An election platform awaiting an election

Once again the Tories opportunistically use for their own gain what should be an honest update to the public about the country’s finances. OK, the Liberals did that too, but that does not make it right. Along with the Economic and Fiscal Update 2006 comes Advantage Canada, the Tories’ blueprint for prosperity. If the metaphor is tennis, this document makes me want to get back to Deuce.

The document is silent on major issues of importance to most Canadians: first, inequality, poverty and homelessness (one exception is a stated intention to move ahead with a Working Income Tax Benefit that the Liberals proposed last year at this time); second, climate change; third, health care, including waiting lists and pharmaceutical drugs; fourth, affordable housing; and fifth, expanding a high quality early learning and child care system. Instead, the document aims to reduce the capacity of government to engage on those issues by keeping spending growth below GDP growth (albeit much more modestly than the Manning-Harris slash-and-burn plan).

As one might expect, the Conservatives’ answer to everything is a tax cut: the GST, personal income tax, and corporate taxes will all be cut under their plan. However, strangely absent, given rumblings in the press, is any mention of income splitting outside of that already mentioned for seniors’ pensions. Also of note is that the next GST cut to 5% will not happen until 2011, as they must have read the CCPA’s Economic and Fiscal Update which found that the Conservatives could not afford to pay for all their promises and still balance the budget.

Debt reduction is a big part of the plan, and the proposal to make the federal government debt-free by 2021 is sure to be a front-page headline tomorrow. The savings in interest payments as we get there will be allocated to tax cuts, too, which you have to admit is very clever of them. But their fortitude with regard to debt reduction seems in contrast to the pressing issues I suggest above. Here’s one refrain from page 27 of Advantage Canada:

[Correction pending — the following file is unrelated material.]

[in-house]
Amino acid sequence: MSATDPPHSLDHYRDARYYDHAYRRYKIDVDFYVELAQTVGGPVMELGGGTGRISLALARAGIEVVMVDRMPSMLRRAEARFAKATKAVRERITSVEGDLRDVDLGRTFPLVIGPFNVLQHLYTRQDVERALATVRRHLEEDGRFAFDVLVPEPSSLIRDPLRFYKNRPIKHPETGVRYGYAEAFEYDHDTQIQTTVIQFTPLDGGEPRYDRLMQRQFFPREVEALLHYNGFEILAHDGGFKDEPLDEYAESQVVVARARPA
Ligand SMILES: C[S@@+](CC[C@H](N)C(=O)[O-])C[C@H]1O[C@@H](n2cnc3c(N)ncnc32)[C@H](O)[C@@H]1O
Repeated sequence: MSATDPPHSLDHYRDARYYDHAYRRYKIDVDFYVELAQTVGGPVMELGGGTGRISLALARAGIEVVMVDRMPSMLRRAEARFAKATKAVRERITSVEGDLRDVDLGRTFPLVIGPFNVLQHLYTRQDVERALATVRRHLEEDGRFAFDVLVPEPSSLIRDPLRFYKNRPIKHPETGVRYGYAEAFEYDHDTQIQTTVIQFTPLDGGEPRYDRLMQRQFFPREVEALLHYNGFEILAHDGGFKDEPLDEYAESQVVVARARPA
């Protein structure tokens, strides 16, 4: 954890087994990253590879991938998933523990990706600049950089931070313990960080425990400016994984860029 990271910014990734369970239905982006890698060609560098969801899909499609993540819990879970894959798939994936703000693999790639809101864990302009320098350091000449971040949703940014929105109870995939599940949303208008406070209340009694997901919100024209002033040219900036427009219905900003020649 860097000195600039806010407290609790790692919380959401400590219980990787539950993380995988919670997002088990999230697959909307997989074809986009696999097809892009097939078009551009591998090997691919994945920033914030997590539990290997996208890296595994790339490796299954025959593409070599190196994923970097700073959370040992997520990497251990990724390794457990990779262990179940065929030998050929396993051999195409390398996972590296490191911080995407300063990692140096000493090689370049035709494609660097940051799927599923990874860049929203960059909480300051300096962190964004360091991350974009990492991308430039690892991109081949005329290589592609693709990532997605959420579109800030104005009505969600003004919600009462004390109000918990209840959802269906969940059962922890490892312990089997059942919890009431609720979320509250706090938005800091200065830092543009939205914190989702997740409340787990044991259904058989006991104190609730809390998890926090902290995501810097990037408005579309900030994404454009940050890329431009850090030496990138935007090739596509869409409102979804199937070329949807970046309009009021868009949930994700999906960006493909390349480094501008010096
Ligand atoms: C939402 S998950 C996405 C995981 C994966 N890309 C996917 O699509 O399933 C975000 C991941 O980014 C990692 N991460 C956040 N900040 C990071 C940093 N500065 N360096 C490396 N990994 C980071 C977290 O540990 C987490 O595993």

Debt reduction is about fairness and equity toward future generations of Canadians. Debt represents a tax on future generations. It is only fair that those who benefited from the run-up in the debt assume responsibility for bringing it down. To do otherwise is to mortgage the future of our children and grandchildren.

Yet, when it comes to CO2 emissions that threaten the ability of those grandchildren to live on the planet, between the lines the document basically says “screw them”. There is one line on page 65 that says the government will “increase Canada’s capacity to adapt to a changing climate” which I take to mean that since there is no meaningful plan to reduce our emissions (called mitigation) we will just have to get used to a warmer and warmer planet.

The whole document leaves no platitude left unsaid. But while it may be true to the principles of the Tory faithful, it is a very disappointing plan whose only anchor is to make the Conservatives a majority government. But having all but abandoned the issues stated above, I doubt that there is enough here for them to get that majority if the Liberals come out of convention with a leader who can articulate those concerns in a compelling fashion.

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